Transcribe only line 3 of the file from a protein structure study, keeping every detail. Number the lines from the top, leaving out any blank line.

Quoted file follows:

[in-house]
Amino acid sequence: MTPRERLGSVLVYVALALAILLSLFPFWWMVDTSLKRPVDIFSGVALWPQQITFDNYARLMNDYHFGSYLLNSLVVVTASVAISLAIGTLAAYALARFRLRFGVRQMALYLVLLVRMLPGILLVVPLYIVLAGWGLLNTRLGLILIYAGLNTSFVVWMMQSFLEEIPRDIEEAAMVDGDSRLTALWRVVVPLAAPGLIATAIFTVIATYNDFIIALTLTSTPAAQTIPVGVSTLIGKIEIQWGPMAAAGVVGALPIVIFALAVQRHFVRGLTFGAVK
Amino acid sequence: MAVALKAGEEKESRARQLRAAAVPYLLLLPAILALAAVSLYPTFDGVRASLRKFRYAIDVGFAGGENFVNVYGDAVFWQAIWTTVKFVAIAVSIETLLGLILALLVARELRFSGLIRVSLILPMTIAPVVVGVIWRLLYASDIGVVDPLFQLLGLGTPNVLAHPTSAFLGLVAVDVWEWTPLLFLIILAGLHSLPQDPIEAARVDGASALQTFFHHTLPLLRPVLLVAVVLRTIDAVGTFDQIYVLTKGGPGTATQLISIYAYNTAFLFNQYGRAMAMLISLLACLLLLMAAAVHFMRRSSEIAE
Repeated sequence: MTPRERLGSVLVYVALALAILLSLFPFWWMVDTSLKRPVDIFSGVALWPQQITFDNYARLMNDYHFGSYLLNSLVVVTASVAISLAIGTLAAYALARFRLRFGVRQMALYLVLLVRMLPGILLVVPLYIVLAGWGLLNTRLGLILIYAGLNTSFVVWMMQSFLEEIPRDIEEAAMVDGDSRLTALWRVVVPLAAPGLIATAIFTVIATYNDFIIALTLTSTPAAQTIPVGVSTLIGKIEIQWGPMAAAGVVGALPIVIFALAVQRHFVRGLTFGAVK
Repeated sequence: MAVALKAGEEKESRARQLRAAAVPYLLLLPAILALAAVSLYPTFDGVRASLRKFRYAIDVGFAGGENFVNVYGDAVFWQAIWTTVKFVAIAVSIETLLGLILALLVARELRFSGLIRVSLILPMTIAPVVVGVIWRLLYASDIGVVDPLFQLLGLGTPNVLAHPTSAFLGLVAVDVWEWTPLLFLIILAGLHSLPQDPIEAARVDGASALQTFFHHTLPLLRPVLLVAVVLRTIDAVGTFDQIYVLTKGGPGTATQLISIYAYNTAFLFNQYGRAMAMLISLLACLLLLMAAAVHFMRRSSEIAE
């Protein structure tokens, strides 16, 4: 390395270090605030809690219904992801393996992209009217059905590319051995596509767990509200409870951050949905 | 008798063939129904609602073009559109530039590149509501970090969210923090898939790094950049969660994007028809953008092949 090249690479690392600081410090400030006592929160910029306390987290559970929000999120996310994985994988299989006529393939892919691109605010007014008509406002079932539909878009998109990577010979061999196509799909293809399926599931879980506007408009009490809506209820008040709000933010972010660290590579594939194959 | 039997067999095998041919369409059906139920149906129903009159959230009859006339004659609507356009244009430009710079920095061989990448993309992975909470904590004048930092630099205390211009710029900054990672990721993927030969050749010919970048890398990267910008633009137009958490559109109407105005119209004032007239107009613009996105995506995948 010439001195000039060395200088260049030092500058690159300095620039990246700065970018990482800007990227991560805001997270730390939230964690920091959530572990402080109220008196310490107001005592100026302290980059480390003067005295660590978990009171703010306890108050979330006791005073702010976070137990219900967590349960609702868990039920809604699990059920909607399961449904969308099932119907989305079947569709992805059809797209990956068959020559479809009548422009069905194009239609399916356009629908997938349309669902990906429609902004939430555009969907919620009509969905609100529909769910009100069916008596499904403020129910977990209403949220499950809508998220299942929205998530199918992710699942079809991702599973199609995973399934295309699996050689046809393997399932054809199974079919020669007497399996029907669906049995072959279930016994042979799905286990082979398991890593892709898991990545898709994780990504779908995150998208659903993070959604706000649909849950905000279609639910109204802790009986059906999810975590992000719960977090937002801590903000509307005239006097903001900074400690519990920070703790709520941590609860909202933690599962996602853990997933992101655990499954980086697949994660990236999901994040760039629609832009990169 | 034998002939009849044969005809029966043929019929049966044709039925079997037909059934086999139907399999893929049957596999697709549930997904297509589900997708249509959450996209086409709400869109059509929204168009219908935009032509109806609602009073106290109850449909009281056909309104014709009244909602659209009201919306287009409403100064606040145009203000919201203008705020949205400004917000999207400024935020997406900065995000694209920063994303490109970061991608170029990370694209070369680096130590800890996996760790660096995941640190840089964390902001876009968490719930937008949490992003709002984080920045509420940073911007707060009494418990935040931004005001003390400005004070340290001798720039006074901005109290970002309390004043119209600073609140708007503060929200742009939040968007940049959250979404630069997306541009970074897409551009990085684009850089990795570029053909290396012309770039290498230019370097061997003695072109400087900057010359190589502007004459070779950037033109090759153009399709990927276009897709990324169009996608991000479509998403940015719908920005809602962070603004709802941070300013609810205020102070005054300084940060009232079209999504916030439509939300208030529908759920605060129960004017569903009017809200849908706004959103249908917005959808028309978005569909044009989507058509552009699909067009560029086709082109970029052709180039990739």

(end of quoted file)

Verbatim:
Amino acid sequence: MAVALKAGEEKESRARQLRAAAVPYLLLLPAILALAAVSLYPTFDGVRASLRKFRYAIDVGFAGGENFVNVYGDAVFWQAIWTTVKFVAIAVSIETLLGLILALLVARELRFSGLIRVSLILPMTIAPVVVGVIWRLLYASDIGVVDPLFQLLGLGTPNVLAHPTSAFLGLVAVDVWEWTPLLFLIILAGLHSLPQDPIEAARVDGASALQTFFHHTLPLLRPVLLVAVVLRTIDAVGTFDQIYVLTKGGPGTATQLISIYAYNTAFLFNQYGRAMAMLISLLACLLLLMAAAVHFMRRSSEIAE